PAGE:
Exie, Michigan USA

No. I have had clients with whom I don’t share their beliefs, but I think it’s important to care about the people I work with and I hope that we can work out our differences to create the healthiest relationship. If this is not the case, I offer other birth attendants to the clients and work to help them meet the attendant in question.

Tintawi, New Mexico USA

From time to time I work with clients whose personalities can be challenging, and I have learned over years to work hard to attract the ideal client as well as develop a system of debriefing and processing client experiences, which have been incredibly helpful

Feven, Bermuda

I can’t recall a birthing client I didn’t like (I’m very lucky in that way!), but there were definitely a couple of partners I found unhelpful, even disruptive. I hope and trust I was able to not let my true feelings transpire and focused on redirecting their attention when I sensed their attitude was negatively impacting the birthing person.

Adele, South Korea

Absolutely! There are clients with whom I connect and relate to and who I may enjoy supporting more than others, and this is ok. Every person is different and what enables a connection with my clients is not about whether I like them personally (or whether they like me) but rather depends on the extent to which they feel safe and comfortable enough to open up and accept help from me.

Xenia, Greece

I have honestly never had this happen! I think that for the most part what we put out there in our marketing is what determines the type of clients we tend to bring in. I think that this has meant that the clients that seek me out have been a good fit for me. That doesn’t mean I agree with every choice every one of my clients has ever made, but that is completely different. My client’s choices don’t impact the way that I see them as a person.

Carmen, Michigan USA

Rarely, as I’m in charge of deciding who I take on as a client and who I pass on as a referral. I’ve found that being explicit about my values as a birth professional, the work I do, and the kind of support I offer help to ensure my clients know what they’re going to get from me. I also ask clients to share their expectations of me, their other support people, their care providers, and themselves alongside their goals for their birth in our consultation meeting to see if we’ll be a good fit. I like to work with clients who want to learn and do some research on their own so I’m always clear in my marketing about that!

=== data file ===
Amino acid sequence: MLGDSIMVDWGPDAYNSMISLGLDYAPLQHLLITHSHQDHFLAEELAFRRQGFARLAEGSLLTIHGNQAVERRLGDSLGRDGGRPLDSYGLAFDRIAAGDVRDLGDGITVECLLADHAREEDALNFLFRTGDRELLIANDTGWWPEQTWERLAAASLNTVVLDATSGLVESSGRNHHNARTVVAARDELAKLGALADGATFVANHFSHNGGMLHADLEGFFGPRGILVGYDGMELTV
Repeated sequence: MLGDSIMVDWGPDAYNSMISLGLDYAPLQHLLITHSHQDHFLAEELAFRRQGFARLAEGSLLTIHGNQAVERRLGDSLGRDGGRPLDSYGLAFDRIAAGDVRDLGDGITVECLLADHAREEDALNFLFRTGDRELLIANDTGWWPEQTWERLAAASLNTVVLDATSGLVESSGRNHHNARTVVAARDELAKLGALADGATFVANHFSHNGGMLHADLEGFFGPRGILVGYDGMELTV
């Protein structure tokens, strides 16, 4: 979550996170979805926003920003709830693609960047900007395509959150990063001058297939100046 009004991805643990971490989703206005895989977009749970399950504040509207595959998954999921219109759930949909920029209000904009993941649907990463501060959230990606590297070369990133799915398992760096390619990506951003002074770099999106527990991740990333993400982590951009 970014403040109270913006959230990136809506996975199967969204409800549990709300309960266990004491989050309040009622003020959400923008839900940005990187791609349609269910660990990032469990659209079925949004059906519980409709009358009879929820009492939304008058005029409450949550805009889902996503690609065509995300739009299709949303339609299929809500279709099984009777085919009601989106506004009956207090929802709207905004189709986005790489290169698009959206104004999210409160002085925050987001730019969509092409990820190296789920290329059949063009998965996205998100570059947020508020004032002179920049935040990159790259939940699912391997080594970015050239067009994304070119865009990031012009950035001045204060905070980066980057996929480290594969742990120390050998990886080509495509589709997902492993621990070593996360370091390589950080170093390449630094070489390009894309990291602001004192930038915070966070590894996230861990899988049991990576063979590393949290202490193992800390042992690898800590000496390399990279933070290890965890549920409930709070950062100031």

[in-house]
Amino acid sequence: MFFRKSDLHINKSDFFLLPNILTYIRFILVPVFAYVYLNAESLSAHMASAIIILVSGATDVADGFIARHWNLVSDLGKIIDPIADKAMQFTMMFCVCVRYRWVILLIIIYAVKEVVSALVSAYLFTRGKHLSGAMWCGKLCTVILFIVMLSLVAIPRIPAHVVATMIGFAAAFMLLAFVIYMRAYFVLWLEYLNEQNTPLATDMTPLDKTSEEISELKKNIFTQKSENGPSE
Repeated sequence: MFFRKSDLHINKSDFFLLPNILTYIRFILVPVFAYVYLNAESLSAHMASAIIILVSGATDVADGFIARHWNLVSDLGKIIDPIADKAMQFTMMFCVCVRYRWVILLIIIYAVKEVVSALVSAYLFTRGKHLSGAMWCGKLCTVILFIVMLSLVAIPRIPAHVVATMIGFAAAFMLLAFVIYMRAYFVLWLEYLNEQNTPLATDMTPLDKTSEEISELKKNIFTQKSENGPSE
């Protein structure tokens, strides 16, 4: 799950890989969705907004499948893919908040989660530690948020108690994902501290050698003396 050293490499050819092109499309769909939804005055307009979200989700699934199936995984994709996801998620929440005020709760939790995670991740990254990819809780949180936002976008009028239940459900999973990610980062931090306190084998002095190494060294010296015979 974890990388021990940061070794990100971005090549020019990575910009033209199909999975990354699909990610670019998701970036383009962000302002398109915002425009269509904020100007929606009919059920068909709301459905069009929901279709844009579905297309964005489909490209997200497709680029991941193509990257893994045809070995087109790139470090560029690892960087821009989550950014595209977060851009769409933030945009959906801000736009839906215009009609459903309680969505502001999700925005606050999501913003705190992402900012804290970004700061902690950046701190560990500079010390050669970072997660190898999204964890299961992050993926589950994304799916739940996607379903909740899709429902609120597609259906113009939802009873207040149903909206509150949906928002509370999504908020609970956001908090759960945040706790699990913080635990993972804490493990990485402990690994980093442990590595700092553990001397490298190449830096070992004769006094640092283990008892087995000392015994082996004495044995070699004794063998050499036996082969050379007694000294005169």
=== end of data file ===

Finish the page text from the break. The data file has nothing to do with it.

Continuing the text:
Johanna, Ontario Canada

How do you manage balancing your work as a birth doula and having a family?

When my kids were small, I tried on a strong support system that included my husband who took over my parenting duties and several friends who could help carpool or watch my kids.

Exie, Michigan USA

I schedule clients around my family. My family and loved ones come first.

Tintawi, New Mexico USA

I manage my client load depending on what is happening in our family. My spouse has a more flexible role at work and is able to pick up the load during my busy season.

Feven, Bermuda

It’s not easy since I have no backup and my main source of childcare is my husband, who is incredibly supportive and mostly available even with short notice, but sometimes simply cannot get out of work. As mentioned before, I am looking forward to being able to take on more clients as my daughters become more self-sufficient.

Adele, South Korea

What’s important for me is scheduling my work around the times when I can physically be present to perform it. I mainly work around my family’s schedule, which means meeting with clients and holding support groups in the day when my children are in school. When I need to visit clients in the evening or on weekends (which is rare), my husband is with our children and manages their activities and other household tasks.

Xenia, Greece

A lot of cooperation and communication! My partner and I have created a lot of different plans for childcare for the times I get called to a birth or when I have meetings with clients. This has sometimes meant finding help from other family or friends as well.